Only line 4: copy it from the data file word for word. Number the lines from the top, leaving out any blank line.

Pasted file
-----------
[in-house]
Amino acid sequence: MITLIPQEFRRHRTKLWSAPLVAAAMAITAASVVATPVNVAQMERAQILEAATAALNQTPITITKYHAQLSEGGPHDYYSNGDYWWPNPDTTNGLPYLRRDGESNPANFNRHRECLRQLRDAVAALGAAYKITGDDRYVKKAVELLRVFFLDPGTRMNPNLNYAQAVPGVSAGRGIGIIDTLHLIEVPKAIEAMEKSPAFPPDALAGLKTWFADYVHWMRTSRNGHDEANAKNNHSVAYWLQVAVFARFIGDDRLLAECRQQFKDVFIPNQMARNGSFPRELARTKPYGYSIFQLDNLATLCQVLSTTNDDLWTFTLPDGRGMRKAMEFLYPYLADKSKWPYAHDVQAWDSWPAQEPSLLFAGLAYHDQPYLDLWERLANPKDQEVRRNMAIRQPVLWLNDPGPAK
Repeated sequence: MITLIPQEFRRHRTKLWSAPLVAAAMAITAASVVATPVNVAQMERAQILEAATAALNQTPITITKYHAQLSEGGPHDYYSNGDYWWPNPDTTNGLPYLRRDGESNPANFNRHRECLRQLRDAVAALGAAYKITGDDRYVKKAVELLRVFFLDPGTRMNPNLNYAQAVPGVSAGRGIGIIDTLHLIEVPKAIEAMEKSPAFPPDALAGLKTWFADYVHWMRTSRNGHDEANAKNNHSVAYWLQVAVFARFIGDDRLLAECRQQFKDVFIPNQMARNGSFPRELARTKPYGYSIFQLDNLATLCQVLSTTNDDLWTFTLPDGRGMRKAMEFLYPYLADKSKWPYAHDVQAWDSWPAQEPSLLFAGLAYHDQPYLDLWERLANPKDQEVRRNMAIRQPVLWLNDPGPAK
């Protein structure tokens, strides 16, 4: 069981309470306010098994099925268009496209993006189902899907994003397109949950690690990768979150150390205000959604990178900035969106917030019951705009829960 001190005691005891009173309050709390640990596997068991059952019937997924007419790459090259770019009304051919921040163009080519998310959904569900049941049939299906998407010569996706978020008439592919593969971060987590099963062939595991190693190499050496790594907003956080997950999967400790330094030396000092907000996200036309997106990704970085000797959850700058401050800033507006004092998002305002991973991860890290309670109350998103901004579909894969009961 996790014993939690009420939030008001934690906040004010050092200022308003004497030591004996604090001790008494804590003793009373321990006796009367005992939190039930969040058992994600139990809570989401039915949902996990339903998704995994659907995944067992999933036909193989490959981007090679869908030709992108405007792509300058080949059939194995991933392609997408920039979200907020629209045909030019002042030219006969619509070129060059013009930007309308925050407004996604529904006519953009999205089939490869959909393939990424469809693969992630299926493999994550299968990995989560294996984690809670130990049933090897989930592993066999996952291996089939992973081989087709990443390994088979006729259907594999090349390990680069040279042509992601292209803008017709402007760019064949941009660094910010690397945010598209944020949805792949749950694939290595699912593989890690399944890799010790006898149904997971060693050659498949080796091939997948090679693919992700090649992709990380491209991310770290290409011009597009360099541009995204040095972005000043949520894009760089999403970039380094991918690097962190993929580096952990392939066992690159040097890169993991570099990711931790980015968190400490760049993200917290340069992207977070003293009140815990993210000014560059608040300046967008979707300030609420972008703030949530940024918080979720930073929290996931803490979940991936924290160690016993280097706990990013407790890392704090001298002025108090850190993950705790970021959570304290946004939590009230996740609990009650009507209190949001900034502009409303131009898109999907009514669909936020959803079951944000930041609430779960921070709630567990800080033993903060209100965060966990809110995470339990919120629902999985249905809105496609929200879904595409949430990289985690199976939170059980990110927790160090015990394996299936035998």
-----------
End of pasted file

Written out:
């Protein structure tokens, strides 16, 4: 069981309470306010098994099925268009496209993006189902899907994003397109949950690690990768979150150390205000959604990178900035969106917030019951705009829960 001190005691005891009173309050709390640990596997068991059952019937997924007419790459090259770019009304051919921040163009080519998310959904569900049941049939299906998407010569996706978020008439592919593969971060987590099963062939595991190693190499050496790594907003956080997950999967400790330094030396000092907000996200036309997106990704970085000797959850700058401050800033507006004092998002305002991973991860890290309670109350998103901004579909894969009961 996790014993939690009420939030008001934690906040004010050092200022308003004497030591004996604090001790008494804590003793009373321990006796009367005992939190039930969040058992994600139990809570989401039915949902996990339903998704995994659907995944067992999933036909193989490959981007090679869908030709992108405007792509300058080949059939194995991933392609997408920039979200907020629209045909030019002042030219006969619509070129060059013009930007309308925050407004996604529904006519953009999205089939490869959909393939990424469809693969992630299926493999994550299968990995989560294996984690809670130990049933090897989930592993066999996952291996089939992973081989087709990443390994088979006729259907594999090349390990680069040279042509992601292209803008017709402007760019064949941009660094910010690397945010598209944020949805792949749950694939290595699912593989890690399944890799010790006898149904997971060693050659498949080796091939997948090679693919992700090649992709990380491209991310770290290409011009597009360099541009995204040095972005000043949520894009760089999403970039380094991918690097962190993929580096952990392939066992690159040097890169993991570099990711931790980015968190400490760049993200917290340069992207977070003293009140815990993210000014560059608040300046967008979707300030609420972008703030949530940024918080979720930073929290996931803490979940991936924290160690016993280097706990990013407790890392704090001298002025108090850190993950705790970021959570304290946004939590009230996740609990009650009507209190949001900034502009409303131009898109999907009514669909936020959803079951944000930041609430779960921070709630567990800080033993903060209100965060966990809110995470339990919120629902999985249905809105496609929200879904595409949430990289985690199976939170059980990110927790160090015990394996299936035998």